Anonymous said...

Having reviewed for, submitted to, and published at WSDM, WWW, and SIGIR, I have found that the greater the web focus of the conference, the lower the quality of the submissions and often the acceptances.

Anonymous said...

More puzzling to me is that the PC seems huge, for such a small conference.

Brian Davison said...

The WSDM 2010 conference organizers (of which I am one) and steering committee have, of course, discussed many of these issues.

The intent of the WSDM series is to provide a smaller, focused venue for topics related to web search and web data mining. As a result it is single-track. The conference has been fortunate to have attracted plenty of interest even in the first three years to make acceptance rates highly competitive.

The conference has also grown over the years. The first WSDM conference was only two days, the second roughly 2.5 days, and this one will be three full days of the conference. By adding more presentation sessions and shrinking the presentation times, we are almost keeping up this year (70% increase in submissions, about 55% increase in acceptances compared to 2009).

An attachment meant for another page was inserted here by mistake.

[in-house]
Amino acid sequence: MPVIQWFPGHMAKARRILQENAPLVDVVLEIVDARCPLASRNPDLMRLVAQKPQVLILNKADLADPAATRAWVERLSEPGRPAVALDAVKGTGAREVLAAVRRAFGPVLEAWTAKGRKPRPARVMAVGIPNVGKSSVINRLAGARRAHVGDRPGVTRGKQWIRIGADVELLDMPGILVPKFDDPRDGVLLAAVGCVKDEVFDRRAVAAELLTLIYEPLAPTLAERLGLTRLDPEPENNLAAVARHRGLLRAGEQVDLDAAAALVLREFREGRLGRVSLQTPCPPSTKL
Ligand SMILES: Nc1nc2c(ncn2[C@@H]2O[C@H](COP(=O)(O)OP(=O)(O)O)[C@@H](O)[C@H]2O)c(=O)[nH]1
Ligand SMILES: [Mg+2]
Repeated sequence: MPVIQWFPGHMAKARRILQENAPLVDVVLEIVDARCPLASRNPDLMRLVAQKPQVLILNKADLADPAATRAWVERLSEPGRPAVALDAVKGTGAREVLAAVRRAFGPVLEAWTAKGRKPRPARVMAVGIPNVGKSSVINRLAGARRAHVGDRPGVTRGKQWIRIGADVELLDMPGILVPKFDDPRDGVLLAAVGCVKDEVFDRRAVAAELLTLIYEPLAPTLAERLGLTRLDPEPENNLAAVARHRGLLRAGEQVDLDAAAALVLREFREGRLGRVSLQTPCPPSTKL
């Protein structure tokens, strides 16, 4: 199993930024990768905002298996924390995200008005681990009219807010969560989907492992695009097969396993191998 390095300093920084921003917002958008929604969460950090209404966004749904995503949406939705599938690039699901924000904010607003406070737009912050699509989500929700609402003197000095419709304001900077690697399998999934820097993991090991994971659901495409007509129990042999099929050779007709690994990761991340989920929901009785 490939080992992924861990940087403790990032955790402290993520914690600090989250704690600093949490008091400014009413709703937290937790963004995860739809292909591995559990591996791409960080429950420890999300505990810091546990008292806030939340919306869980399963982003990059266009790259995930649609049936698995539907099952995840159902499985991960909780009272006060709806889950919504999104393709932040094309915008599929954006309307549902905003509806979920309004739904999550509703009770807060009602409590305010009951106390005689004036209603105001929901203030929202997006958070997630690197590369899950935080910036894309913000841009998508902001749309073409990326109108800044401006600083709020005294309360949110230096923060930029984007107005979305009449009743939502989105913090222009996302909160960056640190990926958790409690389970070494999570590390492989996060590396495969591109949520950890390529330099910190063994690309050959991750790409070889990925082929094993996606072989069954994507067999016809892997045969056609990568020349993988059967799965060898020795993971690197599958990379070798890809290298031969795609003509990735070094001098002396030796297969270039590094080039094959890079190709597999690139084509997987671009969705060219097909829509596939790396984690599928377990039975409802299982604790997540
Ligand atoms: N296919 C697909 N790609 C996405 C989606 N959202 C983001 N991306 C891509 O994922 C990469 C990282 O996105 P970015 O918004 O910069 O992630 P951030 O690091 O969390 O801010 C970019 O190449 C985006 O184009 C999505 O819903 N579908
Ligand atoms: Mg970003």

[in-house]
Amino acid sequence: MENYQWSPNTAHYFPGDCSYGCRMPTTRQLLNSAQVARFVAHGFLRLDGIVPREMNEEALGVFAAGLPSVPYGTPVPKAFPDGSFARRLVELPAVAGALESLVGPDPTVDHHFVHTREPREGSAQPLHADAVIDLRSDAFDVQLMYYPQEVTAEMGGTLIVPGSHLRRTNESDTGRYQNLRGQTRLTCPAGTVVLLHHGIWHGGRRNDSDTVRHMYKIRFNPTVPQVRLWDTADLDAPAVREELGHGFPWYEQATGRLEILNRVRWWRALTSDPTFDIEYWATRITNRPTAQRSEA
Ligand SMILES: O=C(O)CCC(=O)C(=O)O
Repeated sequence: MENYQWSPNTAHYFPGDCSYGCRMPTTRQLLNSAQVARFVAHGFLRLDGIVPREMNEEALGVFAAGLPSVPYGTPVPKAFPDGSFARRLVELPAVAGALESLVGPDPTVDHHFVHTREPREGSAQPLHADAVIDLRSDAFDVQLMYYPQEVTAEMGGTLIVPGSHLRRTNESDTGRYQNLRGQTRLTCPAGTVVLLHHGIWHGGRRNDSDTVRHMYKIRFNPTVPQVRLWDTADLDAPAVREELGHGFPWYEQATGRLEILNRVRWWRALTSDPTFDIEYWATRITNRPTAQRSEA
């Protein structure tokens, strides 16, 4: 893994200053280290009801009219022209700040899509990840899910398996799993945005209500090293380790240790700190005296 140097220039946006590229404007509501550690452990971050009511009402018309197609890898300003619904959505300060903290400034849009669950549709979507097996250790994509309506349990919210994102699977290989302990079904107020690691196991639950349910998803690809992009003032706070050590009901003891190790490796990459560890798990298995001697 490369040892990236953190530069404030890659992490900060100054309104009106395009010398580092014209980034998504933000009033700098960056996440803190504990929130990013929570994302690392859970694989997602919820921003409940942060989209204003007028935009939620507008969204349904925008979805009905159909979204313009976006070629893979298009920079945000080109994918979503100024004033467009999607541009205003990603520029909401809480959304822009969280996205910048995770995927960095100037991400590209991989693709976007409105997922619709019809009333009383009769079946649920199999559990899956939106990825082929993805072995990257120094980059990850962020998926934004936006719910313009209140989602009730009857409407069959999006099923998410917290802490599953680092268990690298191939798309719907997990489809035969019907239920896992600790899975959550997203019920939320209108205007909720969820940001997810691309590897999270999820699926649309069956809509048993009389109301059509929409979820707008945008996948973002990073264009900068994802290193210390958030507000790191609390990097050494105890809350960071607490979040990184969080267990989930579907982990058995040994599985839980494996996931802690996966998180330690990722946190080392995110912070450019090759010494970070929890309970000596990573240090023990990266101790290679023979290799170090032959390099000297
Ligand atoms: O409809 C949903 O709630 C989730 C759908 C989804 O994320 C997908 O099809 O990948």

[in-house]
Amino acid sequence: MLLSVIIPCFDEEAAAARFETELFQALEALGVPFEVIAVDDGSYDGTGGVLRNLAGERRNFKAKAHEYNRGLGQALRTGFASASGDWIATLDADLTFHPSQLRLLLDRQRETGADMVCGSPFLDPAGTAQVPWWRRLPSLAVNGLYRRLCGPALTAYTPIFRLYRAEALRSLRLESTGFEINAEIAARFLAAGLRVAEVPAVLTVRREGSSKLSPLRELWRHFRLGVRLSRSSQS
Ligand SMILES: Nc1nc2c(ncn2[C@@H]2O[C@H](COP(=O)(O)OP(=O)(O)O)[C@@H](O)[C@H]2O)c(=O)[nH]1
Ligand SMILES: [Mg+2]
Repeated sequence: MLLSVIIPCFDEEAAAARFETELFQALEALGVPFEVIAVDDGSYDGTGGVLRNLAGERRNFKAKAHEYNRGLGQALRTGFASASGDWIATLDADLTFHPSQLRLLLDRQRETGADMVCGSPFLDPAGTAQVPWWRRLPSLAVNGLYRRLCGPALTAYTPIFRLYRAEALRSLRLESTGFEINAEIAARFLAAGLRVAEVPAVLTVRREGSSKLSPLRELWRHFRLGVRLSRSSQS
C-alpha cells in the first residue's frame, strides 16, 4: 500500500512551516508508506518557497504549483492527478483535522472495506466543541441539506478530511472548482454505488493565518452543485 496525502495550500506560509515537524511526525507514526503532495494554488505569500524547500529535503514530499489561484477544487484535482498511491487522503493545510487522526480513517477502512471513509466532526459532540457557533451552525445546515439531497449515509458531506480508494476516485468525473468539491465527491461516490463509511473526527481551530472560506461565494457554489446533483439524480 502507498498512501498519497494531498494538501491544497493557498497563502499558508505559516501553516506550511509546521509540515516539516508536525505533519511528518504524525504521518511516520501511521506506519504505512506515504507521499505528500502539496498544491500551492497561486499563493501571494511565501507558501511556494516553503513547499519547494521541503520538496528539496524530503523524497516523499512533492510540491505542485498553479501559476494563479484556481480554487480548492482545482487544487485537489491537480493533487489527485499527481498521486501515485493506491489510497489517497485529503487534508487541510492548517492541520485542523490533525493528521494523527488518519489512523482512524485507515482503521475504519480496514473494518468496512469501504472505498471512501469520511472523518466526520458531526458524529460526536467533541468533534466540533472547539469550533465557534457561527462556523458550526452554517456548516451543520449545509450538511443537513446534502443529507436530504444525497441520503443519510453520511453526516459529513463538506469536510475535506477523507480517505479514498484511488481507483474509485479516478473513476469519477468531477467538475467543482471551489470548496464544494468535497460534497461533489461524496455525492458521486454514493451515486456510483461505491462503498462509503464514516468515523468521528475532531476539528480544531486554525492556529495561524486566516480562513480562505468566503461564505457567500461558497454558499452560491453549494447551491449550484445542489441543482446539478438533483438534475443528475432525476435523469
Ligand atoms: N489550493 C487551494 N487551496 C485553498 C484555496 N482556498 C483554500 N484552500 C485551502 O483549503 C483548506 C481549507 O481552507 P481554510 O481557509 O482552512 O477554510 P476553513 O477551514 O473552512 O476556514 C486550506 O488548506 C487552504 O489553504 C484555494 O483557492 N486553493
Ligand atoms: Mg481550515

Finally, WSDM acceptance rates are also quite in line with top venues with overlapping interests, like WWW, CIKM, and SIGIR, and a little lower than recent years for KDD.

Anonymous said...

Yeah, I was just going to say that the WSDM acceptance rate is right in line with related conferences like SIGIR, CIKM, and WWW. Since these along with ECIR (around 24%) are my main publication venues, I've started thinking these rates are typical, which affects the way I view the higher acceptance rates that my colleagues seem to enjoy.

Anonymous said...

Hi Michael,

What worries me most is your sentence "I'm glad I didn't know that ahead of time, or I might not have submitted!"

Why should the acceptance rate of a conference matter in the decision of where to submit? Perhaps this is a subject of a different post, but do you aim for: (1) the venue with the best fit (2) the most prestigious venue even if it takes a few tries (read: year/two) to get it in (3) the easiest venue to get into (that's still respectable enough to list on the cv) or (4) whichever deadline is next.